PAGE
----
May 20 2005
Building on previous work, researchers at the University of Pennsylvania School of Medicine have developed an animal model of pancreatic cancer that closely mimics disease progression in humans. From this, they hope to develop new treatments for this deadly disease. Advanced pancreatic cancer is among the most lethal of cancers, with a one-year survival rate after chemotherapy of only 17 to 28 percent of patients, according to the National Cancer Institute.
Sunil R. Hingorani, MD, PhD, and David A. Tuveson, MD, PhD, both in the Departments of Medicine and Cancer Biology, and colleagues, engineered mice to express two mutant genes commonly associated with pancreatic cancer: Kras, an oncogene, and p53, a well-studied tumor suppressor. The investigators linked physiological, cellular, and genomic changes due to mutations in Kras and p53 in the mice to changes similar to that observed in pancreatic cancer patients. They report their findings in the May issue of Cancer Cell.
The disease that develops in the Kras and p53 mutant mouse model demonstrates distinct similarities to human pancreatic cancer at multiple levels. "In terms of clinical presentation, metastatic burden, and histological changes in tissue, this model appears to closely mimic the human disease," says Hingorani.
Clinical symptoms in the mutant mice mirrored those displayed in pancreatic cancer patients, such as abdominal swelling and muscle loss. Similarly, the progression of pancreatic cancer metastases paralleled that seen in the human disease. "In this model, pancreatic cancer metastasizes to the liver, lungs, diaphragm, and adrenal glands, all the same places that human pancreatic cancer metastasizes," says Tuveson.
The frequency of metastases to these various organ sites was also highly similar to that seen in humans. In human patients, 60 to 80 percent develop metastases to the liver; and 50 to 60 percent develop metastases to the lungs. In the genetically modified animals, 63 percent displayed liver metastases, and 45 percent displayed lung metastases–further emphasizing the accuracy of this model in mimicking human pancreatic cancer.
To understand the progression of pancreatic cancer, Hingorani and colleagues studied cell lines derived from primary tumor and metastasized cells. From this, the researchers established the occurrence of genomic instability in the mouse model. Genomic instability–continuous formation of mutated chromosomes–leads to widespread genetic changes throughout the affected cells. Genomic instability is seen in many human epithelial cancers, including pancreatic cancer, and is thought to be a driving force in the transition from local tumor growth to metastases of cancers. According to Hingorani, "This model may prove useful to understanding human pancreatic and other epithelial cancers because the key event of genomic instability that has been very difficult to model in the mouse appears to be recapitulated here."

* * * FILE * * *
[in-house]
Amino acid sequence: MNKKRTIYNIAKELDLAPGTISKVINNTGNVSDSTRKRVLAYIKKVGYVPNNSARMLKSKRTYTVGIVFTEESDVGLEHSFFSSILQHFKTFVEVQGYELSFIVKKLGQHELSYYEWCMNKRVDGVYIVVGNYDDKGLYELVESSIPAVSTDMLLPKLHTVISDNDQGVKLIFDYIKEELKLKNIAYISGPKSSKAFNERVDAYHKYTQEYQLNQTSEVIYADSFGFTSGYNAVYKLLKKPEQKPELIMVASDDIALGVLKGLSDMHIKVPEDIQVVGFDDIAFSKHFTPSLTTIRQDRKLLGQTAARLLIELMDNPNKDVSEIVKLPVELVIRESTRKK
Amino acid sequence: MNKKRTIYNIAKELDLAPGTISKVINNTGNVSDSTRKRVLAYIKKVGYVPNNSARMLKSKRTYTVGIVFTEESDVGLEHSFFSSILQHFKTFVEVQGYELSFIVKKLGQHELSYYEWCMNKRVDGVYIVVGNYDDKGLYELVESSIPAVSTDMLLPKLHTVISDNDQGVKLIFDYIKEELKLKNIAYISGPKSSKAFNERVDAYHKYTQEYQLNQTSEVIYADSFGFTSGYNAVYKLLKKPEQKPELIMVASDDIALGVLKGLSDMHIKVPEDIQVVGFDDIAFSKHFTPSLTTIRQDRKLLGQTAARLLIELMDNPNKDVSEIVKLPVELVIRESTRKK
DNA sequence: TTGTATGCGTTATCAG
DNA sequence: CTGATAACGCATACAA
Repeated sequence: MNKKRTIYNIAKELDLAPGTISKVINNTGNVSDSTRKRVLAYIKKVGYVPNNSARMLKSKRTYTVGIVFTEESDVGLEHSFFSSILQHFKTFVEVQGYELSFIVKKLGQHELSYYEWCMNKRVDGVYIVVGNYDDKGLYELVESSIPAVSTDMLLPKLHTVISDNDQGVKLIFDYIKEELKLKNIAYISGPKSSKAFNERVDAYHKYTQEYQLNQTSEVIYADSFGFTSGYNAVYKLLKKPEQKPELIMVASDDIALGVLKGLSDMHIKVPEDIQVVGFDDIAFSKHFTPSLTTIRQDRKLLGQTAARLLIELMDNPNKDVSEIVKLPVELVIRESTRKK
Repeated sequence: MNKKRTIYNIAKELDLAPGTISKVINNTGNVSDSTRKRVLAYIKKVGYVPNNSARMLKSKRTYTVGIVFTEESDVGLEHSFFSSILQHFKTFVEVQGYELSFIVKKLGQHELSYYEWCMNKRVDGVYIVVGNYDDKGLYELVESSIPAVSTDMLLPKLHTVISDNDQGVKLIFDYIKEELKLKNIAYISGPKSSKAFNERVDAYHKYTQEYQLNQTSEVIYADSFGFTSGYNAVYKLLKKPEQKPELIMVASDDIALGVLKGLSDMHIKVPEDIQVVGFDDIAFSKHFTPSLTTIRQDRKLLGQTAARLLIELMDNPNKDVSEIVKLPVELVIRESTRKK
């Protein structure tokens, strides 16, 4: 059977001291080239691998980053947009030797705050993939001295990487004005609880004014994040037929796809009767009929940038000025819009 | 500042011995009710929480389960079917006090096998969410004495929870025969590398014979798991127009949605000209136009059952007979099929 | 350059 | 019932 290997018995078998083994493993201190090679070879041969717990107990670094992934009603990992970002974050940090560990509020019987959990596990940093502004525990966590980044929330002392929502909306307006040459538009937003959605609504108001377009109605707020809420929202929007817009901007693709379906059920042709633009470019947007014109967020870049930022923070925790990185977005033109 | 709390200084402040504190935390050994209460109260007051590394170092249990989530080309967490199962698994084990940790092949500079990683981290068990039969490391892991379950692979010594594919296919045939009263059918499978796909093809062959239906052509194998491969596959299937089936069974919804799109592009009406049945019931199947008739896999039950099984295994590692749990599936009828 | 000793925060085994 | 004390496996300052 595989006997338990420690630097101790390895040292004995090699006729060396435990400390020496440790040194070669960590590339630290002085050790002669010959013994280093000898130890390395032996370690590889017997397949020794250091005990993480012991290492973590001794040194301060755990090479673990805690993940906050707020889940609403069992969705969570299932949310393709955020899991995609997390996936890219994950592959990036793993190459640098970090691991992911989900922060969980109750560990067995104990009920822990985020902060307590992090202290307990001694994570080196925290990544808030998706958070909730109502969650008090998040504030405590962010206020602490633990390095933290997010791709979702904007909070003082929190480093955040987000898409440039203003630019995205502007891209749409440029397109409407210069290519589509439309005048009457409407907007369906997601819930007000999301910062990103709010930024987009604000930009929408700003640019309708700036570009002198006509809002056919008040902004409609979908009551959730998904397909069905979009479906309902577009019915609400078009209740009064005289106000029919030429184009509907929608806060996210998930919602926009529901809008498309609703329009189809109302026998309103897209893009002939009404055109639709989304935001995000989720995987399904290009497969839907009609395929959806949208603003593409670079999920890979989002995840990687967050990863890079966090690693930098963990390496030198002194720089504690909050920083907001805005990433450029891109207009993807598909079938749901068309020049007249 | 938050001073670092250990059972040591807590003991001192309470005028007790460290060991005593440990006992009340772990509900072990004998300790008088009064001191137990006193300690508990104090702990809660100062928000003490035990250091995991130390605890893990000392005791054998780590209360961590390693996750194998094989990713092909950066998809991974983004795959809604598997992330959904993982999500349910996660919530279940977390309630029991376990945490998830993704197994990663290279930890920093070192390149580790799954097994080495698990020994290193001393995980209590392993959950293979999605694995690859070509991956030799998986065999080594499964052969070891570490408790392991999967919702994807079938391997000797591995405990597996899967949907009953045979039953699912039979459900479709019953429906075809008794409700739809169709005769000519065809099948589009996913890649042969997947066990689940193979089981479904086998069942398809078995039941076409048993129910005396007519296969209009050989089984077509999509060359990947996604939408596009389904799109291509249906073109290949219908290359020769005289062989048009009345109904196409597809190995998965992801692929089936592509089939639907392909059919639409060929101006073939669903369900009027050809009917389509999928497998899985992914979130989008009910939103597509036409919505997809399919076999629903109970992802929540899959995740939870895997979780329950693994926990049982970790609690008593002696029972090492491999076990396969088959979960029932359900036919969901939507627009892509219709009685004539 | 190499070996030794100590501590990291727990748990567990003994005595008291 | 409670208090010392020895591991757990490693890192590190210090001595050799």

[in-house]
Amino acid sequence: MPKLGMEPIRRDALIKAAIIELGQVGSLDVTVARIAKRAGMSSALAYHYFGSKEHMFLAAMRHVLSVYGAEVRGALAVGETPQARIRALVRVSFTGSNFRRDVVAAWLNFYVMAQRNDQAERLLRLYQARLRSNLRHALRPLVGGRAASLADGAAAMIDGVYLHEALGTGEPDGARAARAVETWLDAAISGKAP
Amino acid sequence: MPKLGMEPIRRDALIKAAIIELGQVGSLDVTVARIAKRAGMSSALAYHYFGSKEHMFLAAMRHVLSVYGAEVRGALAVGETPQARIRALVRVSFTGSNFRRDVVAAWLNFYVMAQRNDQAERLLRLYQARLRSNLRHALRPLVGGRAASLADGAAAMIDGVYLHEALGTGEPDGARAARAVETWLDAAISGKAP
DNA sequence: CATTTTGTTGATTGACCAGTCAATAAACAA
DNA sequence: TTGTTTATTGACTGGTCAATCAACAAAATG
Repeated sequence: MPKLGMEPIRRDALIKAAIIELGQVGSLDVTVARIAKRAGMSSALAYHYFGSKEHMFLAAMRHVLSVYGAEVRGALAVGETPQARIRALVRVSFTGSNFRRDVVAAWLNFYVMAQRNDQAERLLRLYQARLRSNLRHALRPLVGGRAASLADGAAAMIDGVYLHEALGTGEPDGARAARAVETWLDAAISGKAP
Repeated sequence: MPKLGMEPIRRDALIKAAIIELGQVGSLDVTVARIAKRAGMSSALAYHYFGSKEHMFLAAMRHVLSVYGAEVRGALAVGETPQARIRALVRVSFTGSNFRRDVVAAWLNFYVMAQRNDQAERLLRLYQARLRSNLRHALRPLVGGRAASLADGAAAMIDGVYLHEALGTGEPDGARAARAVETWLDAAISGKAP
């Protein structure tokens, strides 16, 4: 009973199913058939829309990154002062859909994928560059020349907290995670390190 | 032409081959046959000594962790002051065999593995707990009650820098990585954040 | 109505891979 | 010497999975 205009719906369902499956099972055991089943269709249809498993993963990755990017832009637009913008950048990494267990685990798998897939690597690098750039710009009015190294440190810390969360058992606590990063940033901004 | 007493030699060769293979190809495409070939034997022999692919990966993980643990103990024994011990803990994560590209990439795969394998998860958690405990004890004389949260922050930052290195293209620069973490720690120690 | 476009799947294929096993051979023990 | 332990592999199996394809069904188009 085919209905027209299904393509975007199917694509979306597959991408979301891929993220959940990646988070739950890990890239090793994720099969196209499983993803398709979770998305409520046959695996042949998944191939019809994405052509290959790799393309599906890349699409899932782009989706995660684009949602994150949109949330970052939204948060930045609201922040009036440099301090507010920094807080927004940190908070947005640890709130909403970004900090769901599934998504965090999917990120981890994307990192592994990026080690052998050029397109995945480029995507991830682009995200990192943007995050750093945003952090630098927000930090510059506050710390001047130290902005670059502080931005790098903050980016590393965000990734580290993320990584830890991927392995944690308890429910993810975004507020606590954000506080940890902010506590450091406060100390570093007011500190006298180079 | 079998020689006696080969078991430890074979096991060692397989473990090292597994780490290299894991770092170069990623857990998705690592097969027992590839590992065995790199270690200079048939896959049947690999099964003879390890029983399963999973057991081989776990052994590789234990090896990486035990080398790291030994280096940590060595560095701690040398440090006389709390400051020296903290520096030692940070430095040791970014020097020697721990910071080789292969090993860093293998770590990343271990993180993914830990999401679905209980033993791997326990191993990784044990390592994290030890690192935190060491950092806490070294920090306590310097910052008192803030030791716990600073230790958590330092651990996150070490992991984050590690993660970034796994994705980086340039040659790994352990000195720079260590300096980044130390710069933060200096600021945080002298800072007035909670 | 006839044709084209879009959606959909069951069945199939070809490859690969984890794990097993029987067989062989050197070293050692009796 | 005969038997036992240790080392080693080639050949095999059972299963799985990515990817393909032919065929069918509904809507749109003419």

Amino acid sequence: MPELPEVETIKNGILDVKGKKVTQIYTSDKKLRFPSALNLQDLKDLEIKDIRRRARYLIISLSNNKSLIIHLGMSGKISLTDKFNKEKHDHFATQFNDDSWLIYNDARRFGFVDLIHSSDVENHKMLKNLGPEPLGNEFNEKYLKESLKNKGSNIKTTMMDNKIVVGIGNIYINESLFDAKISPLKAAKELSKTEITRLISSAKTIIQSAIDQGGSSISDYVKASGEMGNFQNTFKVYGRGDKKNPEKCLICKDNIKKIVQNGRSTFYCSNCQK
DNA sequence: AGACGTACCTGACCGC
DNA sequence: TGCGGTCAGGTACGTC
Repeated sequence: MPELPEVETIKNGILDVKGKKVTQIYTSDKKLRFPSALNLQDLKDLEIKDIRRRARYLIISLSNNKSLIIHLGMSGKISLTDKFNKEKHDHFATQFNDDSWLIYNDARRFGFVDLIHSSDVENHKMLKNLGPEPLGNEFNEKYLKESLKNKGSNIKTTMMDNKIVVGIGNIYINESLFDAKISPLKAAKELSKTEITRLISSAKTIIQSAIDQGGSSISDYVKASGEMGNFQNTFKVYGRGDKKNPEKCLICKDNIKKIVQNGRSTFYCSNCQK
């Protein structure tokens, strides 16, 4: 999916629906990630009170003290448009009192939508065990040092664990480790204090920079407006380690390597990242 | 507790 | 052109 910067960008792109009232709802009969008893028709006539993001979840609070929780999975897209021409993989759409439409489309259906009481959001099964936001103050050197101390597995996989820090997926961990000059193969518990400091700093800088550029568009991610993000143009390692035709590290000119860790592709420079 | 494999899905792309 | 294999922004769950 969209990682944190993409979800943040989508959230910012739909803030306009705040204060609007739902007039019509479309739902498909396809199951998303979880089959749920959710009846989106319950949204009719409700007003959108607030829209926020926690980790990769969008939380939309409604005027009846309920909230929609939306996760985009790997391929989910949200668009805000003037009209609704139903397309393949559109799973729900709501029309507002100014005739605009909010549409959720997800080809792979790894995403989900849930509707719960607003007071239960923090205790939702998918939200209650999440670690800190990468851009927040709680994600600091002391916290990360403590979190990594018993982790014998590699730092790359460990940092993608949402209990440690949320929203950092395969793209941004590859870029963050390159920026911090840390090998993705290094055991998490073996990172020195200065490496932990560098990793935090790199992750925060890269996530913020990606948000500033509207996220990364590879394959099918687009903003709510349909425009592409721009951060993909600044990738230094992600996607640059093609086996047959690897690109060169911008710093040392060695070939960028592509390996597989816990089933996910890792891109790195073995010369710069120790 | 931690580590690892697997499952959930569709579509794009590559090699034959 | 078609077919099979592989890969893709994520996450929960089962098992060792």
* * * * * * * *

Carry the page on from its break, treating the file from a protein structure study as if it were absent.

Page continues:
In the pancreatic tumors and metastases from the mouse model, the investigators characterized other molecules implicated in pancreatic cancer. Often, the expression of molecules such as growth factors and their receptors will offer possible targets for treatment. The researchers were surprised to discover a high degree of heterogeneity in expression among these key molecules across the specimens. After ruling out the likelihood that this variability resulted from additional acquired mutations in known key tumor suppressor pathways, Hingorani suggests, "there may actually be unique genetic routes to pancreatic cancer, such that not all pancreatic cancers are equivalent."
The development of the first animal model for pancreatic cancer that fully imitates the progression of the human condition will likely open many new doors in understanding this debilitating disease. "With a model that can generate the full spectrum of disease, from preinvasive to invasive and metastastic lesions, we can begin to tease out the events that are linked to the progression of pancreatic cancer," explains Hingorani. "In trying to understand what events are required to create and support invasive and metastatic disease, we hope to translate our findings into better therapies," states Hingorani.
The study was funded in part by the National Institutes of Health, the National Cancer Institute, the National Pancreas Foundation, and an AACR-PanCAN Career Development Award. Study co-authors are Lifu Wang, Chelsea Combs, Therese B. Deramaudt, and Anil K. Rustgi from Penn, as well as Asha S. Multani and Sandy Chang, from M.D. Anderson Cancer Center, and Ralph H. Hruban from Johns Hopkins University.